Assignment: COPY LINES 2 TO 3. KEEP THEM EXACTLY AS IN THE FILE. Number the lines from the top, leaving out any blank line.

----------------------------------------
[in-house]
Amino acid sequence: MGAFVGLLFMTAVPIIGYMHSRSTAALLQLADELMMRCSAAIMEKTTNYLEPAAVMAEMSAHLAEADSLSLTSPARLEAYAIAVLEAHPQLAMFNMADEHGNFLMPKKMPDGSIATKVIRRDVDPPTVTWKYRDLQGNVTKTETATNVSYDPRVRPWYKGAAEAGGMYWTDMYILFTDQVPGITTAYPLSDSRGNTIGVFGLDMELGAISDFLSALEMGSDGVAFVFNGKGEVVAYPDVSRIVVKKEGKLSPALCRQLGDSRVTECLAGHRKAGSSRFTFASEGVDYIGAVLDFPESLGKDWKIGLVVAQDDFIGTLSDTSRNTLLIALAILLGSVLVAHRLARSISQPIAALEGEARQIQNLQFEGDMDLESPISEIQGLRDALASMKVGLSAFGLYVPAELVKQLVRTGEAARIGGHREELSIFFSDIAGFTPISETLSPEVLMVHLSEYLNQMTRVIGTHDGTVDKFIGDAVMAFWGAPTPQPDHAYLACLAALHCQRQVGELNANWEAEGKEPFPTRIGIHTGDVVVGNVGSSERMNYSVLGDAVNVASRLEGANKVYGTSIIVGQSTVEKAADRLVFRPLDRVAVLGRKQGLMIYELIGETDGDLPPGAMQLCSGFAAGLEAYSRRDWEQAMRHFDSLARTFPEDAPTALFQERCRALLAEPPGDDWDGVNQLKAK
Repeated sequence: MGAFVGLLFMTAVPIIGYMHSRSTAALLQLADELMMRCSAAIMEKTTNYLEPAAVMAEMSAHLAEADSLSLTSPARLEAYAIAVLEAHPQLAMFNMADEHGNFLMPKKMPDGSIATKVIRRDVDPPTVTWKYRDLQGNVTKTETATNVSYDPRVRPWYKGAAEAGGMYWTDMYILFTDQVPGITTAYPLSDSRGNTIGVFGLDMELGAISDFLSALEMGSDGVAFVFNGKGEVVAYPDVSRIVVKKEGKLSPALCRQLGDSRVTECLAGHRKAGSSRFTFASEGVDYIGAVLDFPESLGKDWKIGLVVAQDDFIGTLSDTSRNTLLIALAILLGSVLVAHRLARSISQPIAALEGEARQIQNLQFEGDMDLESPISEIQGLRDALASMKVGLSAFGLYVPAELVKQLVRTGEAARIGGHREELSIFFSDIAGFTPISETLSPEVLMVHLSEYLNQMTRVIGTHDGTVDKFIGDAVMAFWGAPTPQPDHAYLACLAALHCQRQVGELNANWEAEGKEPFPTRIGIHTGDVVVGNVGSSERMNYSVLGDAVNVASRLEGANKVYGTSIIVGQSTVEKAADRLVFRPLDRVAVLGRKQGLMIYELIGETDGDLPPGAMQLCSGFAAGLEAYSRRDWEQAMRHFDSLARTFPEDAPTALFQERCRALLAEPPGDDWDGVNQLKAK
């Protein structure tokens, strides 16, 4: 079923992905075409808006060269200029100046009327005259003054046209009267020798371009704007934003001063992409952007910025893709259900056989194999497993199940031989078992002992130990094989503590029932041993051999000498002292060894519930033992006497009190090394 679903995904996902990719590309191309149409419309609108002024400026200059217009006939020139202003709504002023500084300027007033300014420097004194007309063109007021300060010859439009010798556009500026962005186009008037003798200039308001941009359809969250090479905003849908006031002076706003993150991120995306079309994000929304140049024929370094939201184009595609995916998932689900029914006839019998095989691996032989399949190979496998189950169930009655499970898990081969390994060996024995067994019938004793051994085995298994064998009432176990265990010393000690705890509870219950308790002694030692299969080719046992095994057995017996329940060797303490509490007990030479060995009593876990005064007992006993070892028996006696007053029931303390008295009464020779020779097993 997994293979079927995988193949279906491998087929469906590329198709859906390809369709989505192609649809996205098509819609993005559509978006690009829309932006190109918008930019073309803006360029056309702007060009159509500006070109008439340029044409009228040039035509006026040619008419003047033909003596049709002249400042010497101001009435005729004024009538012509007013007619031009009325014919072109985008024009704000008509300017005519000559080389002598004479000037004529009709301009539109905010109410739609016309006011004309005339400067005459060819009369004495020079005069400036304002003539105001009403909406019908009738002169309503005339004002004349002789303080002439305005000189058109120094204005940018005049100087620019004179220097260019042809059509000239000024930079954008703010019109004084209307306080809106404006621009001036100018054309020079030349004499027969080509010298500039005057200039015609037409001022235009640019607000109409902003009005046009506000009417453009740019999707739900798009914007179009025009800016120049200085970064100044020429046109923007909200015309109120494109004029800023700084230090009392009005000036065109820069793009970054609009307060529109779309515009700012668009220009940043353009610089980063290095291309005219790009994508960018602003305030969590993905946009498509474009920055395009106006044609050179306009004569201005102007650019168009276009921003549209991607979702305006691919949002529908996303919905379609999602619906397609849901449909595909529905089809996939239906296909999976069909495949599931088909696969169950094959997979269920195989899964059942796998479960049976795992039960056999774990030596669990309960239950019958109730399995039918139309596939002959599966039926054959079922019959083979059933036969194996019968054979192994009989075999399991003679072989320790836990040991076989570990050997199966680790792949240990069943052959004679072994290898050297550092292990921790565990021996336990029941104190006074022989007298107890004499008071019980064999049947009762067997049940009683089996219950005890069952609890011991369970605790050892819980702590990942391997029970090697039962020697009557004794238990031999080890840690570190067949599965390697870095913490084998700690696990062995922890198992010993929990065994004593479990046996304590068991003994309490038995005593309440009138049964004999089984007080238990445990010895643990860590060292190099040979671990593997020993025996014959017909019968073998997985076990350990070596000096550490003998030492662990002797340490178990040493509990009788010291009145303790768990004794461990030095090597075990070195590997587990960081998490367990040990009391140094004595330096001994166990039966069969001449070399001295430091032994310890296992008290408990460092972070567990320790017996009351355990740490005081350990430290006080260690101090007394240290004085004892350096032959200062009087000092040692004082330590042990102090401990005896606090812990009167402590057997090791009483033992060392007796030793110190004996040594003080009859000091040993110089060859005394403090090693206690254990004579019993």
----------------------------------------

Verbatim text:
Amino acid sequence: MGAFVGLLFMTAVPIIGYMHSRSTAALLQLADELMMRCSAAIMEKTTNYLEPAAVMAEMSAHLAEADSLSLTSPARLEAYAIAVLEAHPQLAMFNMADEHGNFLMPKKMPDGSIATKVIRRDVDPPTVTWKYRDLQGNVTKTETATNVSYDPRVRPWYKGAAEAGGMYWTDMYILFTDQVPGITTAYPLSDSRGNTIGVFGLDMELGAISDFLSALEMGSDGVAFVFNGKGEVVAYPDVSRIVVKKEGKLSPALCRQLGDSRVTECLAGHRKAGSSRFTFASEGVDYIGAVLDFPESLGKDWKIGLVVAQDDFIGTLSDTSRNTLLIALAILLGSVLVAHRLARSISQPIAALEGEARQIQNLQFEGDMDLESPISEIQGLRDALASMKVGLSAFGLYVPAELVKQLVRTGEAARIGGHREELSIFFSDIAGFTPISETLSPEVLMVHLSEYLNQMTRVIGTHDGTVDKFIGDAVMAFWGAPTPQPDHAYLACLAALHCQRQVGELNANWEAEGKEPFPTRIGIHTGDVVVGNVGSSERMNYSVLGDAVNVASRLEGANKVYGTSIIVGQSTVEKAADRLVFRPLDRVAVLGRKQGLMIYELIGETDGDLPPGAMQLCSGFAAGLEAYSRRDWEQAMRHFDSLARTFPEDAPTALFQERCRALLAEPPGDDWDGVNQLKAK
Repeated sequence: MGAFVGLLFMTAVPIIGYMHSRSTAALLQLADELMMRCSAAIMEKTTNYLEPAAVMAEMSAHLAEADSLSLTSPARLEAYAIAVLEAHPQLAMFNMADEHGNFLMPKKMPDGSIATKVIRRDVDPPTVTWKYRDLQGNVTKTETATNVSYDPRVRPWYKGAAEAGGMYWTDMYILFTDQVPGITTAYPLSDSRGNTIGVFGLDMELGAISDFLSALEMGSDGVAFVFNGKGEVVAYPDVSRIVVKKEGKLSPALCRQLGDSRVTECLAGHRKAGSSRFTFASEGVDYIGAVLDFPESLGKDWKIGLVVAQDDFIGTLSDTSRNTLLIALAILLGSVLVAHRLARSISQPIAALEGEARQIQNLQFEGDMDLESPISEIQGLRDALASMKVGLSAFGLYVPAELVKQLVRTGEAARIGGHREELSIFFSDIAGFTPISETLSPEVLMVHLSEYLNQMTRVIGTHDGTVDKFIGDAVMAFWGAPTPQPDHAYLACLAALHCQRQVGELNANWEAEGKEPFPTRIGIHTGDVVVGNVGSSERMNYSVLGDAVNVASRLEGANKVYGTSIIVGQSTVEKAADRLVFRPLDRVAVLGRKQGLMIYELIGETDGDLPPGAMQLCSGFAAGLEAYSRRDWEQAMRHFDSLARTFPEDAPTALFQERCRALLAEPPGDDWDGVNQLKAK